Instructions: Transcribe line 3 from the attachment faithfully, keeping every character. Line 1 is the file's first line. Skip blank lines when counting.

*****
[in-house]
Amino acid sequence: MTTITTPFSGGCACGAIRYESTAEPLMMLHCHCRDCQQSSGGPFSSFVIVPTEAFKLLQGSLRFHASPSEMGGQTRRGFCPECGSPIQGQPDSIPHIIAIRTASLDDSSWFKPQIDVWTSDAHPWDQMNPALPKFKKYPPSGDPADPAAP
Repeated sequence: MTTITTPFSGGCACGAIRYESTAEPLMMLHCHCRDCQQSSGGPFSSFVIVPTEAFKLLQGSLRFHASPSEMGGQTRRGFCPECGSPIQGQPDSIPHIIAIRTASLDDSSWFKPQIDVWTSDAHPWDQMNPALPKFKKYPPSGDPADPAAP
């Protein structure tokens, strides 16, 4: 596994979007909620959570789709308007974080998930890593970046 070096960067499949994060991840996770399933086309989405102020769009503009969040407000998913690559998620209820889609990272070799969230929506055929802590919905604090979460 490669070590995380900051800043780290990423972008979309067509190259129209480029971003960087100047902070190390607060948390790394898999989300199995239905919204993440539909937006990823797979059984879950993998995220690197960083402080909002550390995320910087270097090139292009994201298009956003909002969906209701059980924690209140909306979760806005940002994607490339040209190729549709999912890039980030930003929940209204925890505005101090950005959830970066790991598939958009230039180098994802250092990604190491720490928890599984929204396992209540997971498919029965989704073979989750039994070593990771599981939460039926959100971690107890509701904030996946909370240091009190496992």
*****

Repeated sequence: MTTITTPFSGGCACGAIRYESTAEPLMMLHCHCRDCQQSSGGPFSSFVIVPTEAFKLLQGSLRFHASPSEMGGQTRRGFCPECGSPIQGQPDSIPHIIAIRTASLDDSSWFKPQIDVWTSDAHPWDQMNPALPKFKKYPPSGDPADPAAP